FAQ
How to make a variable visible from __main__ as well as all other imported
modules? I.e., how to make it share the scope with __builtin__? Saying
__builtin__.foo='bar' works, but seems messy - foo is far from a built-in
thingy.

Background:
---------------------
I'm writing a web application with a central module and a few peripheral
ones, which provide the content of the web page to the main module. The only
script ever called is main.py, which then makes use of others via import.

All of these modules have to have access to some variables (e.g. HTTP GET
parameters), which are all gathered in a module common.py. Therefore, all
modules "import common".

Thing is, some of these variables are a result of database queries, so the
can take some time to get. I would like to have them computed only once (at
a specific function call) and then keep them somewhere where they are
visible to all the modules throughout the execution of the program. This
way, we come to the problem from the first paragraph
-------------------

Are there better ways of doing it than __builtin__? Or is the entire
approach wrong? Thanks for answers/suggestions,

Mitja

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  • Larry Bates at Apr 13, 2004 at 2:19 pm
    Create a class to hold all your variables as attributes
    (which probably means changing common.py to a class) and
    pass this class to each of your sub-modules as an argument.

    Something like:

    class common:
    def __init__(self):
    #
    # Insert anything that gets created at runtime
    # here. These would be constants, lists, dictionaries,
    # or other data items that will be common to all your
    # functions.
    #
    self.rtvariable1="abc"
    self.rtvariable2=[]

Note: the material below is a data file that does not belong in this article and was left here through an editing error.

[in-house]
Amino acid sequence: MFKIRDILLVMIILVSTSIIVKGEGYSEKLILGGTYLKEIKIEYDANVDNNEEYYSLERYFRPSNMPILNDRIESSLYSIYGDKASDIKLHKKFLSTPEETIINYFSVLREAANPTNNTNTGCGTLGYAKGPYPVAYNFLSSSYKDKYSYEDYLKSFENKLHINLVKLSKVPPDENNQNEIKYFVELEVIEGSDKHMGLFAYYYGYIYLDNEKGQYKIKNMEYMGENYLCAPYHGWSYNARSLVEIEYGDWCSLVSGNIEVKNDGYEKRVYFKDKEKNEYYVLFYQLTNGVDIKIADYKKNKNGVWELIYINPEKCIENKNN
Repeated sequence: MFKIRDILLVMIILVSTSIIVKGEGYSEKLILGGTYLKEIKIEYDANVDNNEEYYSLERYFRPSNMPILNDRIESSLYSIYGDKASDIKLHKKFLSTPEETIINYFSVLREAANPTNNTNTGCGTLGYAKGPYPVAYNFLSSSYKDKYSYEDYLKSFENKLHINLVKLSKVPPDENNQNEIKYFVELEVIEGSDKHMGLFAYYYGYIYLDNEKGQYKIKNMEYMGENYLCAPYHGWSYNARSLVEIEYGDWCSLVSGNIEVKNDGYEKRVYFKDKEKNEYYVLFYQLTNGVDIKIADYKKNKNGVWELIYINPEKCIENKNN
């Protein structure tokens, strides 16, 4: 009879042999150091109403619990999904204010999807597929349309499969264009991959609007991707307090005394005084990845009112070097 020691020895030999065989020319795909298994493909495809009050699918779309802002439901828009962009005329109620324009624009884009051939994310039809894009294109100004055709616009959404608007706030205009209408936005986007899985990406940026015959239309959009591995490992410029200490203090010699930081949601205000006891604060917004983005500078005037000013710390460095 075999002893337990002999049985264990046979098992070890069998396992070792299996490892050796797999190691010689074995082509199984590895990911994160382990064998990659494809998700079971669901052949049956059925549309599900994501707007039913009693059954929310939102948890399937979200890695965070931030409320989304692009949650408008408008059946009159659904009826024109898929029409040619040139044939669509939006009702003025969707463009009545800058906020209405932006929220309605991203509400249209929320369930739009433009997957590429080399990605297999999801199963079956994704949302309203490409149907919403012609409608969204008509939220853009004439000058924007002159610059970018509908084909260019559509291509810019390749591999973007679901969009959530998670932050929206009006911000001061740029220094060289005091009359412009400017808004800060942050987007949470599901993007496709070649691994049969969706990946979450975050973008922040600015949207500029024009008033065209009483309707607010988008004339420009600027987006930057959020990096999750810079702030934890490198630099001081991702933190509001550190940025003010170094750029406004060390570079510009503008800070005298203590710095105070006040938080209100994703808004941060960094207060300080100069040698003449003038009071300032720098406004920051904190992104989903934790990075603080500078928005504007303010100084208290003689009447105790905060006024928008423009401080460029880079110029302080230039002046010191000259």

return

    subfunction1(COMMON, arg1):
    #
    # These might be imported if you like
    #
    COMMON.rtvariable2.extend([2,3,4])
    .
    .
    .
    return


    subfunction2(COMMON, arg1, arg2):
    COMMON.rtvariable1="xyz"
    .
    .
    .
    return


    #
    # Main program
    #
    from common import common
    COMMON=common()
    COMMON.rtvariable2.append(1)
    .
    .
    .
    #
    # Call subfunction1
    #
    subfunction1(COMMON, arg1, arg2)
    #
    # Call subfunction2
    subfunction2(COMMON, arg1)

    I think you get the picture.

    Larry Bates
    Syscon, Inc.


    "Mitja" <tezt at email.si> wrote in message news:c5euuf$sg$1 at planja.arnes.si...
    How to make a variable visible from __main__ as well as all other imported
    modules? I.e., how to make it share the scope with __builtin__? Saying
    __builtin__.foo='bar' works, but seems messy - foo is far from a built-in
    thingy.

    Background:
    ---------------------
    I'm writing a web application with a central module and a few peripheral
    ones, which provide the content of the web page to the main module. The only
    script ever called is main.py, which then makes use of others via import.

    All of these modules have to have access to some variables (e.g. HTTP GET
    parameters), which are all gathered in a module common.py. Therefore, all
    modules "import common".

    Thing is, some of these variables are a result of database queries, so the
    can take some time to get. I would like to have them computed only once (at
    a specific function call) and then keep them somewhere where they are
    visible to all the modules throughout the execution of the program. This
    way, we come to the problem from the first paragraph
    -------------------

    Are there better ways of doing it than __builtin__? Or is the entire
    approach wrong? Thanks for answers/suggestions,

    Mitja

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postedApr 12, '04 at 8:27p
activeApr 13, '04 at 2:19p
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Mitja: 1 post Larry Bates: 1 post

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